Originally published by Ha’aretz, Friday, February 28, 2014
By Amira Hass
The Civil Administration on Thursday confiscated playground equipment that the Italian government had donated to a school at the Khan al-Amar Bedouin encampment east of Jerusalem.
A representative of the Italian Consulate accompanied the delivery, which came in two trucks, one carrying cement and the other a three-seat swing set and a slide with a tunnel and two ladders. The children barely had a chance to get excited about the equipment when Civil Administration inspectors appeared and announced they were seizing the two trucks and their contents, on the grounds that the installation was illegal. The consular representative drove off with the inspectors in an effort to overturn the decision.
The encampment’s school, built in 2009, is an ecological structure made of mud and old tires that maintains an even temperature in the classrooms during both winter and summer. It was built by the residents themselves with European financial aid, and inspired by an architectural approach that uses recycled materials easily obtainable by the poor.
The Khan al-Amar encampment, which is along the road leading to Jericho, is home to the Jahalin tribe that Israel expelled from the Negev in the 1950s. Around 250 people have lived in for decades in the camp, which is situated on land belonging to the village of Anata. The settlement of Kfar Adumim is only two kilometers from the site, but (as with all the other Bedouin communities between East Jerusalem and Jericho), the Civil Administration refuses to let Khan al-Amar residents build, connect to the infrastructure, or put up as much as a tin shack, animal pen or tent, on the grounds that the area does not have an approved master plan.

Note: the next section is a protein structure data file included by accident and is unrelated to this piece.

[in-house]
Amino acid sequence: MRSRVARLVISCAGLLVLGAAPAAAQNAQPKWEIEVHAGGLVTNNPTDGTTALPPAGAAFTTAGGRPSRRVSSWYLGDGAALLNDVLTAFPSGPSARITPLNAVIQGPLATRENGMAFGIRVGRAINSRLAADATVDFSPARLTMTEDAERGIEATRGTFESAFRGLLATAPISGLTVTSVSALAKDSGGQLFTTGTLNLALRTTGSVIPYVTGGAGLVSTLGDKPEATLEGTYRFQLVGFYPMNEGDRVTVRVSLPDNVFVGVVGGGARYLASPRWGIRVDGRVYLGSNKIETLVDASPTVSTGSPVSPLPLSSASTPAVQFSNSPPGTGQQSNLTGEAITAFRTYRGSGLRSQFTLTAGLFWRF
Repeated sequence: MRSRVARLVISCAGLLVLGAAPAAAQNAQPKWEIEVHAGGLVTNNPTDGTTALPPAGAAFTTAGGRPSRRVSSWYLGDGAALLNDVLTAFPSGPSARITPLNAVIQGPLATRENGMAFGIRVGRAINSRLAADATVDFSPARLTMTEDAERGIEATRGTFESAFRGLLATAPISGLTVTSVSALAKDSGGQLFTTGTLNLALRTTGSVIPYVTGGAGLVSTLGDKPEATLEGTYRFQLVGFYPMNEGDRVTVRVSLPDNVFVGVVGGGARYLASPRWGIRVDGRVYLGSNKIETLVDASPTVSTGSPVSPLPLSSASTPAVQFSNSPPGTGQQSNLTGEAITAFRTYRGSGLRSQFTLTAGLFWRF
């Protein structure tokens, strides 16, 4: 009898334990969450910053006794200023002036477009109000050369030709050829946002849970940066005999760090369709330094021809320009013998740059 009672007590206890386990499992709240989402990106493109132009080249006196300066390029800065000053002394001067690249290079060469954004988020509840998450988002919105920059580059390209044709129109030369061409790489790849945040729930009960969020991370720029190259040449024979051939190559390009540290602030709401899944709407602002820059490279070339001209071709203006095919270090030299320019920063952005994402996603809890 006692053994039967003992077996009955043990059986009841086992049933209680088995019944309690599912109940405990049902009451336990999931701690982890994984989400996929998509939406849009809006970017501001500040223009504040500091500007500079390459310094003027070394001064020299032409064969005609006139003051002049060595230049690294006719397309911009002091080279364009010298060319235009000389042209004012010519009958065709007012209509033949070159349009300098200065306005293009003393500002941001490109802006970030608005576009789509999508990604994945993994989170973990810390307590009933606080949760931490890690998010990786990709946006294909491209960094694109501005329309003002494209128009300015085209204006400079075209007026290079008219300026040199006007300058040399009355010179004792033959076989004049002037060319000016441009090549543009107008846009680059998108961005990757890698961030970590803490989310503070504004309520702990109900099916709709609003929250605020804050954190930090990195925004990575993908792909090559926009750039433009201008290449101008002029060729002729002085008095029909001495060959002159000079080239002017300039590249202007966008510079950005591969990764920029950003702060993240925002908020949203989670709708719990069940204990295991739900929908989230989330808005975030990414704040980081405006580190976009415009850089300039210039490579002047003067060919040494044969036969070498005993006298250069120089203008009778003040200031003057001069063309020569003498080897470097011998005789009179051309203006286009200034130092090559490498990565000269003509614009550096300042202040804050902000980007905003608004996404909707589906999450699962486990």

Thus the school, which has 128 pupils, mostly girls ages 6-13, was built without a permit. The Civil Administration has issued demolition orders against it and against dozens of other structures in the encampment.
In recent years Kfar Adumim has petitioned the High Court of Justice three times, demanding that the demolition orders be carried out. The first two petitions were denied, and last November the settlement (and two of its neighborhoods, Alon and Nofei Prat) filed another petition.
A report by the Bimkom – Planners for Planning Rights organization shows some 300 structures in the settlement were built illegally.
The Civil Administration did not respond to a request for comment.
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